The A380’s innovative wiring system was too challenging for engineers to deploy, and the plane’s development was spread across 16 sites and four different countries. German, Spanish, French and British design teams were using incompatible software – delaying completion by over two years and ballooning the project budget to more than $16bn.
The requirement for an organisation to maintain clear lines of communication should be relatively obvious to most FDs. Yet time and time again, corporate collapse has been spearheaded by communication lapses. After all, even the most effective board cannot lead an organisation if it’s not kept in the loop.
Again, Airbus and its colossal A380 failure offer insight into the ways in which poor communication can cause disaster. As part of the company’s complex supply chain, engineers realised there were nonmatching aircraft sections that didn’t actually adhere to the project specifications six months before they alerted senior management.
For a project that spiralled over budget by $1m per day, Airbus could have saved itself a whole lot of time, money and, potentially the entire project, had the organisation integrated better lines of communication.
“The most frequent challenge corporations face is finding out about things too late—whether it’s the data breach, product quality failures or ethical issues,” says Simon Barker, a managing partner at Blue Moon Consulting Group.
“Having a supportive culture is key, but so is having the right process to escalate issues appropriately, to assess the risk in the context of other events, and to quickly get the leadership team to understand the potential impact and consequences of the issue or event.”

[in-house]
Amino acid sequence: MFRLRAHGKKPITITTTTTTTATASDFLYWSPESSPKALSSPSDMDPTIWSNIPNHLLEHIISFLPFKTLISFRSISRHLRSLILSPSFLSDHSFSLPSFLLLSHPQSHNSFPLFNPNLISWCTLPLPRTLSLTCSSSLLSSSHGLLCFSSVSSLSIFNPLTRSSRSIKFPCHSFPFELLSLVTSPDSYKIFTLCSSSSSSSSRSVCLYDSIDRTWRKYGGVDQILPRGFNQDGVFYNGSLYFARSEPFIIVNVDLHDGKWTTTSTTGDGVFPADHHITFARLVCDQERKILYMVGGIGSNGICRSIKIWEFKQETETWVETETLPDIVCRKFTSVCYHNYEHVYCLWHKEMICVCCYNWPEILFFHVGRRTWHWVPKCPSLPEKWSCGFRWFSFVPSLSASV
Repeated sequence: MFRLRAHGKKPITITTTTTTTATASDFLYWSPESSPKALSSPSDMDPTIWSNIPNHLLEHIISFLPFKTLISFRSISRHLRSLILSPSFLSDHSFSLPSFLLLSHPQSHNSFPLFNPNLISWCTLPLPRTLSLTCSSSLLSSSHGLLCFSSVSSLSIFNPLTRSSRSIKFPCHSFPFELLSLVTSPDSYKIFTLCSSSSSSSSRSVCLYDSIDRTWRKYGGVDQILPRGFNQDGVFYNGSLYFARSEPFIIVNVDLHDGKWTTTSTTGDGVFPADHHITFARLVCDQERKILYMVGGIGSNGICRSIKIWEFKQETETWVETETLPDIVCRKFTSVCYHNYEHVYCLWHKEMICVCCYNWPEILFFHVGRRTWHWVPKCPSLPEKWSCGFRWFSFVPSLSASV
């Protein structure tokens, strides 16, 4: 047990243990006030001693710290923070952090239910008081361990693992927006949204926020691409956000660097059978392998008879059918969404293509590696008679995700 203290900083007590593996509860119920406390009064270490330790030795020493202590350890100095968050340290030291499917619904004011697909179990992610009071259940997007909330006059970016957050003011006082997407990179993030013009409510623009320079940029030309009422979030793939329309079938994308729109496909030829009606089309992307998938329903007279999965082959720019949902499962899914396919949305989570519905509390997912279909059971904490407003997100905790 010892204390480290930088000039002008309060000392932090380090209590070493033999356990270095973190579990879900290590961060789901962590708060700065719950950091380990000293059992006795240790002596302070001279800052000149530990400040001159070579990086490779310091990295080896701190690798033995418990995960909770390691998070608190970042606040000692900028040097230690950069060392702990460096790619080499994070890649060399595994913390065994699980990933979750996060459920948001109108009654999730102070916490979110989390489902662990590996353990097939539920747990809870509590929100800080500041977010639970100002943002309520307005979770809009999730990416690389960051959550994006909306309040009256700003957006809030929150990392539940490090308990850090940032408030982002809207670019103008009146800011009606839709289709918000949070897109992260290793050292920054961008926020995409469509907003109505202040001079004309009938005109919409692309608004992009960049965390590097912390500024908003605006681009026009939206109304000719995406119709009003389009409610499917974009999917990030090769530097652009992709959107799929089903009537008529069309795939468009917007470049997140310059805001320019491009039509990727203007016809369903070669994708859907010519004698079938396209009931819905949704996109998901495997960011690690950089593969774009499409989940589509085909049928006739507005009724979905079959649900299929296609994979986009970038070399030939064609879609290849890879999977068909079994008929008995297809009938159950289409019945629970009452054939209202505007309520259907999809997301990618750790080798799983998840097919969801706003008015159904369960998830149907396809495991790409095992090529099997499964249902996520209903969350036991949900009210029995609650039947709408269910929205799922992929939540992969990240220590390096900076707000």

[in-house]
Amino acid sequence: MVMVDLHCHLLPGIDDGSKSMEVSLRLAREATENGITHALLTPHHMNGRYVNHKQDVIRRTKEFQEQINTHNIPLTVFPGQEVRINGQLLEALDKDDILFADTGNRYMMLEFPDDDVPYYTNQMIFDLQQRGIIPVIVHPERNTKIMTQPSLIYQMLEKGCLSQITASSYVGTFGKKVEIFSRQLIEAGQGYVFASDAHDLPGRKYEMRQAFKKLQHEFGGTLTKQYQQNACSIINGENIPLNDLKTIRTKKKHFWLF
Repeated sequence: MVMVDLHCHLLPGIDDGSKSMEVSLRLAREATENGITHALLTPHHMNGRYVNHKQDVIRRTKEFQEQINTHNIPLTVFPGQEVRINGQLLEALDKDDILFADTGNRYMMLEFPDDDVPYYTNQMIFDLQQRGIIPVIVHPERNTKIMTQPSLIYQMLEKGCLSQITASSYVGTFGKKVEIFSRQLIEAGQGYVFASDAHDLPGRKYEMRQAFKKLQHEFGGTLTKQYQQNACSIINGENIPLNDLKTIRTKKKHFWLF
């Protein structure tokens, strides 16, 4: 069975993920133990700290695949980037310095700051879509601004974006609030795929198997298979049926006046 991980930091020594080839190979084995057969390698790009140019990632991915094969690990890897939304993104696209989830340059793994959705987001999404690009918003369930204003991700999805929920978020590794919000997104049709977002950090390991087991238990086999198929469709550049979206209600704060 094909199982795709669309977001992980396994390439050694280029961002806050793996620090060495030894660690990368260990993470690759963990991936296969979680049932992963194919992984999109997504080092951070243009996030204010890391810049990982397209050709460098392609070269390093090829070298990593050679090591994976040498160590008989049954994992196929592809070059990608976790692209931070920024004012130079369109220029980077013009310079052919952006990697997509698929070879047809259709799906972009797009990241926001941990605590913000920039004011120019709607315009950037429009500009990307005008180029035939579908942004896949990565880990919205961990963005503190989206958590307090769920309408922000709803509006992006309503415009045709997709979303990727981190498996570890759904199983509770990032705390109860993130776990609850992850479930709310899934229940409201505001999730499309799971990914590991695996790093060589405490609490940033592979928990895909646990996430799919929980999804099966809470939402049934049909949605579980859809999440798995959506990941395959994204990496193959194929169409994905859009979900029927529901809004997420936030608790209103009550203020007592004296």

A crucial reason boards often fail is their inability to engage with risk in the same way they engage with opportunity and reward. According to author Margaret Heffernan, this so-called risk blindness perpetuates a wide range of problems for companies.
“Risk blindness means that problems are ignored – which gives them time to grow and to fester,” she says.
“Blindness is insidious because it bestows a sense of comfort (‘if I ignore it, it will go away’), whereas in fact it makes everything worse. Most problems are a great deal easier to tackle when they’re small.”
Risk blindness was a huge reason behind the collapse and subsequent bailout of the AAA-rated AIG in 2008.
AIG didn’t experience rapid growth until the early 2000s – but after a series of ambitious mergers and acquisitions rose to become the globe’s biggest insurance group. By the third quarter of 2007, AIG boasted shareholders’ equity of more than $104bn and consolidated assets of over $1trn. Fast-forward to 2008, and AIG had racked up annual losses of almost $100bn and was effectively nationalised as part of a government rescue deal.
What happened? AIG’s leadership was blind to risk, and was compelled by an overambitious strategy to increase profits by 15% per annum in an impossibly competitive industry space. The company ended up producing misleading accounts and used false reinsurance policies to inflate its profits.